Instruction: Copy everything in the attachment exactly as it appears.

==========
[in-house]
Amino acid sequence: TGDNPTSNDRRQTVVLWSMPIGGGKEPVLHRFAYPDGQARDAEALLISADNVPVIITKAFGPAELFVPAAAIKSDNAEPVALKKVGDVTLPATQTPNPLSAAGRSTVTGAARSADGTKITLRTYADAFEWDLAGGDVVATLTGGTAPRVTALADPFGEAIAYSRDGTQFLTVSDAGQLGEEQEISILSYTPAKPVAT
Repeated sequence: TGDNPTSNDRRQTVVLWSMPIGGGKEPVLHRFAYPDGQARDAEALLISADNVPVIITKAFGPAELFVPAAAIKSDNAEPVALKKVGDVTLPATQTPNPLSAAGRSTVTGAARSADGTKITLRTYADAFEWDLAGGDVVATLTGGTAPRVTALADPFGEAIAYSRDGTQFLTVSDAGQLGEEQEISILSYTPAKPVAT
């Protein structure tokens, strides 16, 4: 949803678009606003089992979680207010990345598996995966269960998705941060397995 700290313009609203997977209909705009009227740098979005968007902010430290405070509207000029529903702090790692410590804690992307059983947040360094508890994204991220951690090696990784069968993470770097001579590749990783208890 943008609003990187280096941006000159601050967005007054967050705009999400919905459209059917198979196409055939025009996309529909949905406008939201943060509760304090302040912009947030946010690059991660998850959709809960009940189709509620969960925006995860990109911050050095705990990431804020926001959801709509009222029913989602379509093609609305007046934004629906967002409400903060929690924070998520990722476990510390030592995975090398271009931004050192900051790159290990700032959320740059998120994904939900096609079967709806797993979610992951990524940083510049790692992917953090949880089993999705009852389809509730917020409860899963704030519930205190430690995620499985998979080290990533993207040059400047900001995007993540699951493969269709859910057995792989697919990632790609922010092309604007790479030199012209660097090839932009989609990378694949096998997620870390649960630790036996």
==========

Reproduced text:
[in-house]
Amino acid sequence: TGDNPTSNDRRQTVVLWSMPIGGGKEPVLHRFAYPDGQARDAEALLISADNVPVIITKAFGPAELFVPAAAIKSDNAEPVALKKVGDVTLPATQTPNPLSAAGRSTVTGAARSADGTKITLRTYADAFEWDLAGGDVVATLTGGTAPRVTALADPFGEAIAYSRDGTQFLTVSDAGQLGEEQEISILSYTPAKPVAT
Repeated sequence: TGDNPTSNDRRQTVVLWSMPIGGGKEPVLHRFAYPDGQARDAEALLISADNVPVIITKAFGPAELFVPAAAIKSDNAEPVALKKVGDVTLPATQTPNPLSAAGRSTVTGAARSADGTKITLRTYADAFEWDLAGGDVVATLTGGTAPRVTALADPFGEAIAYSRDGTQFLTVSDAGQLGEEQEISILSYTPAKPVAT
């Protein structure tokens, strides 16, 4: 949803678009606003089992979680207010990345598996995966269960998705941060397995 700290313009609203997977209909705009009227740098979005968007902010430290405070509207000029529903702090790692410590804690992307059983947040360094508890994204991220951690090696990784069968993470770097001579590749990783208890 943008609003990187280096941006000159601050967005007054967050705009999400919905459209059917198979196409055939025009996309529909949905406008939201943060509760304090302040912009947030946010690059991660998850959709809960009940189709509620969960925006995860990109911050050095705990990431804020926001959801709509009222029913989602379509093609609305007046934004629906967002409400903060929690924070998520990722476990510390030592995975090398271009931004050192900051790159290990700032959320740059998120994904939900096609079967709806797993979610992951990524940083510049790692992917953090949880089993999705009852389809509730917020409860899963704030519930205190430690995620499985998979080290990533993207040059400047900001995007993540699951493969269709859910057995792989697919990632790609922010092309604007790479030199012209660097090839932009989609990378694949096998997620870390649960630790036996």